While there are plenty of ways you can make your existing home more energy efficient, you can make the biggest environmental impact if you keep the earth in mind from the very beginning of the process. If you’re planning to build a home from the ground up, heed these seven tips to save energy, reduce water consumption and protect your own health:
1. Select an Architect and Builder with Green Building Experience
Many builders and architects have experience building green homes, including homes built to the LEED or Passive House standard. Selecting experienced building professionals can help streamline the process and ensure their familiarity with green home solutions to make everything easier for you.
2. Think Green During the Planning Process
It’s important to incorporate green features early in the planning process. From generous amounts of insulation to a southern orientation that takes advantage of heat from the sun, many green features must be planned from the beginning.
3. Choose a Building Site with Southern Exposure
Did you know that home heating and cooling is responsible for 50 percent of home energy use?
Unless you live in a very hot climate, it is ideal to find a building site with southern sun exposure between 9 a.m. and 3 p.m. This allows the sun to heat your home during the colder months, saving energy and keeping you comfortable. It will also increase the opportunity for you to add a solar energy solution, helping you take advantage of renewable energy to further reduce your energy bills and your impact on the environment.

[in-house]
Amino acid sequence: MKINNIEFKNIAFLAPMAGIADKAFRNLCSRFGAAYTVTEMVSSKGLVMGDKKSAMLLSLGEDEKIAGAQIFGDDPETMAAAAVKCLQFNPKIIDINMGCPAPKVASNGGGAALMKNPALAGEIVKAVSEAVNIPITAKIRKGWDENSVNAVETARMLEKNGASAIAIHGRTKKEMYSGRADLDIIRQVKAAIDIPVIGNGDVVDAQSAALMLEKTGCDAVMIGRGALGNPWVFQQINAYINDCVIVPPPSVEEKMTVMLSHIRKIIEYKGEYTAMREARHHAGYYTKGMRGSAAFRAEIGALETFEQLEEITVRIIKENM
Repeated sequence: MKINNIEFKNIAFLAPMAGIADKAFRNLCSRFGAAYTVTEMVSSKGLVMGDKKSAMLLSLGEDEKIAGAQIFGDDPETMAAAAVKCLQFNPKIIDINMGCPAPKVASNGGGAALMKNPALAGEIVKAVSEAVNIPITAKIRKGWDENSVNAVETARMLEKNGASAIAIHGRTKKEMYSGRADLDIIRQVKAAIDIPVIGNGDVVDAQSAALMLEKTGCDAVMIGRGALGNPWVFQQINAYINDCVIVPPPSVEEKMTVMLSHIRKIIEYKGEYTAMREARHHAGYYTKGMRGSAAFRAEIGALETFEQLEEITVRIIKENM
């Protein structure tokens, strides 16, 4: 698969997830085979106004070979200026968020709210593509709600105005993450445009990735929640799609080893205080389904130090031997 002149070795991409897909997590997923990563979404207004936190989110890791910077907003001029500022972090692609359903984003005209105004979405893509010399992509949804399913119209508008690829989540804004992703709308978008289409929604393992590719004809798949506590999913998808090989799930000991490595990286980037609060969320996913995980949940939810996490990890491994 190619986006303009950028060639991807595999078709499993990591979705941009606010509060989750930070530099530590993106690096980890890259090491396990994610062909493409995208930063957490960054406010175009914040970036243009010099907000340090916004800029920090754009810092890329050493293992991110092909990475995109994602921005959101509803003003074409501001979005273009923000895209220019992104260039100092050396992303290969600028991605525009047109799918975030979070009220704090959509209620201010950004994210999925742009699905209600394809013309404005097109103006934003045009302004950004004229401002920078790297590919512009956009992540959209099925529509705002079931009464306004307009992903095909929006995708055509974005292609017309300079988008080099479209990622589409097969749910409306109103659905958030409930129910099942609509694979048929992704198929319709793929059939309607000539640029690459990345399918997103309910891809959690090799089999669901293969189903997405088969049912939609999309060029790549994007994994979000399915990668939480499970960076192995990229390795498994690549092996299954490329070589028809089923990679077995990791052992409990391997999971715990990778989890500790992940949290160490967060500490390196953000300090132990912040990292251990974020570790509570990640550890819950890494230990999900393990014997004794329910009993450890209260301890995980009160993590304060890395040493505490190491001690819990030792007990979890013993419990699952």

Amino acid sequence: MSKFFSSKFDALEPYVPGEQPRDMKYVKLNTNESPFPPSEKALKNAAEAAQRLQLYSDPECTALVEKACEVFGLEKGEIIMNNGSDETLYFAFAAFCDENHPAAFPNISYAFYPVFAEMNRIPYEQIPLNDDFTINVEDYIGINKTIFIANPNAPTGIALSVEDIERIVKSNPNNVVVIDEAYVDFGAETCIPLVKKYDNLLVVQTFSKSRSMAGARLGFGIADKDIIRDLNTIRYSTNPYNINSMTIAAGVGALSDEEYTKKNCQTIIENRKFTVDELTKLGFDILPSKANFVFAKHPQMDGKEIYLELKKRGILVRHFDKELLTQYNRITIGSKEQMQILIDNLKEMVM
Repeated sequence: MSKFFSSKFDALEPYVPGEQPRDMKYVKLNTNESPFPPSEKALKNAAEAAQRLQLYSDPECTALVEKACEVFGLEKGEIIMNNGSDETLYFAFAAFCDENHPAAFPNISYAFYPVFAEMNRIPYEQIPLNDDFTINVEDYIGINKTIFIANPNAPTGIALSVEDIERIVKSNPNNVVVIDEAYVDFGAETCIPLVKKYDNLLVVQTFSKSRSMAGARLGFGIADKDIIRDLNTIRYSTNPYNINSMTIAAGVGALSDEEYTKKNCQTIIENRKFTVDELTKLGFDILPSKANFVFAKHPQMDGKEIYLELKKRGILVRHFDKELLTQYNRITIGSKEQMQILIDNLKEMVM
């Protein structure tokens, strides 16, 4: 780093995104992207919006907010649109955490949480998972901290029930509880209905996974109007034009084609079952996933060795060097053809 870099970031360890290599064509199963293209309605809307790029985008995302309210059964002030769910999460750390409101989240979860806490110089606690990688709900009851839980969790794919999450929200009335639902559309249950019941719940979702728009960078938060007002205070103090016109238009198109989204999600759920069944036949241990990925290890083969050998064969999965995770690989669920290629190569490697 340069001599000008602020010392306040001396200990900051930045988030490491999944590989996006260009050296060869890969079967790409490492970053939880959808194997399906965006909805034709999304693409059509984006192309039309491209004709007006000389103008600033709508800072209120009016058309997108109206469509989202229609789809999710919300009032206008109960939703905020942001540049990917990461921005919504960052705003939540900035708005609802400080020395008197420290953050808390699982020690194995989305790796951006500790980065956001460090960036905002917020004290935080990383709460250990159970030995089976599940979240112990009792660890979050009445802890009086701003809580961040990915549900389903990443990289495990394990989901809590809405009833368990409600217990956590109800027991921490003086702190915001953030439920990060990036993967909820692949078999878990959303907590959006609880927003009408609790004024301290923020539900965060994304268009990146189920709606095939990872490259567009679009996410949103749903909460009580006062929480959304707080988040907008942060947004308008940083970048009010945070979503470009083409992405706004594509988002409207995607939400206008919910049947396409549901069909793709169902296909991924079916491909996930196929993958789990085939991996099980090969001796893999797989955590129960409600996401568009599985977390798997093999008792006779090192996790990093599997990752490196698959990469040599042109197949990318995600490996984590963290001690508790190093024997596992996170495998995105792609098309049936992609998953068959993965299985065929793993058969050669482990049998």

4. Use Generous Amounts of Insulation
Insulation helps keep the cold out in the winter and the heat out in the summer. It is much easier to insulate a home properly when it is built than to try and add it in later. Many green homes go beyond local code requirements and have plenty of insulation to save energy and promote home comfort.
5. Air Seal for Energy Efficiency
Homes are being more tightly constructed than ever before. Sealing gaps and cracks in the building envelope stops air from leaking in and out.
Although this is great from an energy-efficiency standpoint, very tightly constructed homes can create indoor air quality issues when there isn’t adequate ventilation. Excess moisture can cause mold growth, and unhealthy levels of airborne toxins can accumulate, triggering allergies and respiratory issues.
6. Bring in Fresh Air with an HRV or ERV
Heat recovery ventilators (HRVs) and energy recovery ventilators (ERVs) promote indoor air quality without compromising energy efficiency. These ventilators bring a constant stream of fresh, filtered air in and keep pollutant and contaminant levels to a minimum.
7. Select Safe Finishes and Building Materials
Many finishes and flooring products on the market contain concerning levels of volatile organic compounds (VOCs). When selecting paints, sealants, adhesives, cabinetry and flooring, it is recommended to select products with low toxicity. Greenguard-certified products have low chemical emissions, promoting healthy home air.